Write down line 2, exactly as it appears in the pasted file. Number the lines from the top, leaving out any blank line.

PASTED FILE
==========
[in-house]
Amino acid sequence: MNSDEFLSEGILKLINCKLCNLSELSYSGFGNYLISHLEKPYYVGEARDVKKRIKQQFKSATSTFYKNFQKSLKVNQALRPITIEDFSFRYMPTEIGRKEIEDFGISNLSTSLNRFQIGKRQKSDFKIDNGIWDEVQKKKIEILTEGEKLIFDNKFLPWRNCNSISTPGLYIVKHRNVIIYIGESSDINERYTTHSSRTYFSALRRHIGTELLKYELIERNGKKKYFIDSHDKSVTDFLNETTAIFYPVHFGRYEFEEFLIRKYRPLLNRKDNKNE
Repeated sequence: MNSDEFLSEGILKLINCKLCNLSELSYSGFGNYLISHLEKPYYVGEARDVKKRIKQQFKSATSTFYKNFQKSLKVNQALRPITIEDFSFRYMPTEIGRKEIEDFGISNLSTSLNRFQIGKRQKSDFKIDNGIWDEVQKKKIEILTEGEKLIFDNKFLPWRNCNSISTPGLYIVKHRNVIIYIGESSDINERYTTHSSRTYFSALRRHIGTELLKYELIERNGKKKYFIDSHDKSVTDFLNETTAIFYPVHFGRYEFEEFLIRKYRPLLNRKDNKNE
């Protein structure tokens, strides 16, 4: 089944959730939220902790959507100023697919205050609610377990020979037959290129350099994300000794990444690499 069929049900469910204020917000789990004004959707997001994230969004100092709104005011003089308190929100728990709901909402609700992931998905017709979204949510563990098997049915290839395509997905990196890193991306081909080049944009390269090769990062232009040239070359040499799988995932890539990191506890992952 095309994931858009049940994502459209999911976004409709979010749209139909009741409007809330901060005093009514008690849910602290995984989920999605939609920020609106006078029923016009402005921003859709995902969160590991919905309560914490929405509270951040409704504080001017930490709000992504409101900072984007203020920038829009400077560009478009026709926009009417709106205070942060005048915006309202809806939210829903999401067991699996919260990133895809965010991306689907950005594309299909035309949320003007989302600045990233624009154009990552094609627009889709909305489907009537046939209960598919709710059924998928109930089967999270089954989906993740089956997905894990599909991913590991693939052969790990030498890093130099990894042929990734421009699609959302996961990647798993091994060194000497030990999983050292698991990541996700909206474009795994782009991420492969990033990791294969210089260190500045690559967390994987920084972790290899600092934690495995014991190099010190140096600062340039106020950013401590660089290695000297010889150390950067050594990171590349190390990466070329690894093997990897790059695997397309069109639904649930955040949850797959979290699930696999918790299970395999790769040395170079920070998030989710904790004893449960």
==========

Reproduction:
Amino acid sequence: MNSDEFLSEGILKLINCKLCNLSELSYSGFGNYLISHLEKPYYVGEARDVKKRIKQQFKSATSTFYKNFQKSLKVNQALRPITIEDFSFRYMPTEIGRKEIEDFGISNLSTSLNRFQIGKRQKSDFKIDNGIWDEVQKKKIEILTEGEKLIFDNKFLPWRNCNSISTPGLYIVKHRNVIIYIGESSDINERYTTHSSRTYFSALRRHIGTELLKYELIERNGKKKYFIDSHDKSVTDFLNETTAIFYPVHFGRYEFEEFLIRKYRPLLNRKDNKNE